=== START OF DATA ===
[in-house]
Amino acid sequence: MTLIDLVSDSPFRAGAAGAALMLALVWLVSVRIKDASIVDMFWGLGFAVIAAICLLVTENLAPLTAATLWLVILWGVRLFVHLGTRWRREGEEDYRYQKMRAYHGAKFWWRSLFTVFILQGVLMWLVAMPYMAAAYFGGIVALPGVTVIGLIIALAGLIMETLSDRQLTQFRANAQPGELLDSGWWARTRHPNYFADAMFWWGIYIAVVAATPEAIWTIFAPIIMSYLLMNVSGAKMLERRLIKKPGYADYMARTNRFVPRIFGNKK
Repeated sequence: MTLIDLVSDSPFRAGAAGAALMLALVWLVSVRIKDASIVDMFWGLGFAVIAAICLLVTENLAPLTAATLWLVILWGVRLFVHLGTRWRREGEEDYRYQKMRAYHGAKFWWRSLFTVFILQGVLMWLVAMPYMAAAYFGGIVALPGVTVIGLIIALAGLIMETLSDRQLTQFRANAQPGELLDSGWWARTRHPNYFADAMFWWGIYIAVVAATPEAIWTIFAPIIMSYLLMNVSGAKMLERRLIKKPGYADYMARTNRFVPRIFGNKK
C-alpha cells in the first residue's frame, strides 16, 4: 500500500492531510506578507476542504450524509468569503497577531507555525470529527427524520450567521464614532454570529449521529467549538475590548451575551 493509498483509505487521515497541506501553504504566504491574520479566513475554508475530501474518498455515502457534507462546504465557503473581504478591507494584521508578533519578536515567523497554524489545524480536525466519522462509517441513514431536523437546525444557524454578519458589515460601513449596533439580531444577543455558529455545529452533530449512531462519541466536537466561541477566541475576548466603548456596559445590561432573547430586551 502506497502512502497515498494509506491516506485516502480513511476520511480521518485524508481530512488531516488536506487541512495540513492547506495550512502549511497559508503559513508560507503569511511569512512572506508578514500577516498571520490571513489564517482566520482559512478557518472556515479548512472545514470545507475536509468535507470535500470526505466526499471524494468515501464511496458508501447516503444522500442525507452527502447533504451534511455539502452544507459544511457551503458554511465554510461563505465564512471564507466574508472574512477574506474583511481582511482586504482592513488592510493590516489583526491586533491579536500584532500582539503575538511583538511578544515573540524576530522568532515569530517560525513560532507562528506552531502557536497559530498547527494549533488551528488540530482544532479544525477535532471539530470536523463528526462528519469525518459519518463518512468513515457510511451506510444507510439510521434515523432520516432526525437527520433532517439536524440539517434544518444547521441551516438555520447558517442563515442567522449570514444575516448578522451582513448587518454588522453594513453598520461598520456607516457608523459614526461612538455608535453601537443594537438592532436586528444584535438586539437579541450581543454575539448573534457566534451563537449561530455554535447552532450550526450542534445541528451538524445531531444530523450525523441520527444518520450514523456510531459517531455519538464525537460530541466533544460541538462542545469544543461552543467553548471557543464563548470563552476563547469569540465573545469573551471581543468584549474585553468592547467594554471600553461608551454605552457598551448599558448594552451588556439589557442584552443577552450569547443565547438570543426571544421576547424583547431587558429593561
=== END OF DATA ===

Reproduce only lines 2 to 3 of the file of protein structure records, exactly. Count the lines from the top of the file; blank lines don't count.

Amino acid sequence: MTLIDLVSDSPFRAGAAGAALMLALVWLVSVRIKDASIVDMFWGLGFAVIAAICLLVTENLAPLTAATLWLVILWGVRLFVHLGTRWRREGEEDYRYQKMRAYHGAKFWWRSLFTVFILQGVLMWLVAMPYMAAAYFGGIVALPGVTVIGLIIALAGLIMETLSDRQLTQFRANAQPGELLDSGWWARTRHPNYFADAMFWWGIYIAVVAATPEAIWTIFAPIIMSYLLMNVSGAKMLERRLIKKPGYADYMARTNRFVPRIFGNKK
Repeated sequence: MTLIDLVSDSPFRAGAAGAALMLALVWLVSVRIKDASIVDMFWGLGFAVIAAICLLVTENLAPLTAATLWLVILWGVRLFVHLGTRWRREGEEDYRYQKMRAYHGAKFWWRSLFTVFILQGVLMWLVAMPYMAAAYFGGIVALPGVTVIGLIIALAGLIMETLSDRQLTQFRANAQPGELLDSGWWARTRHPNYFADAMFWWGIYIAVVAATPEAIWTIFAPIIMSYLLMNVSGAKMLERRLIKKPGYADYMARTNRFVPRIFGNKK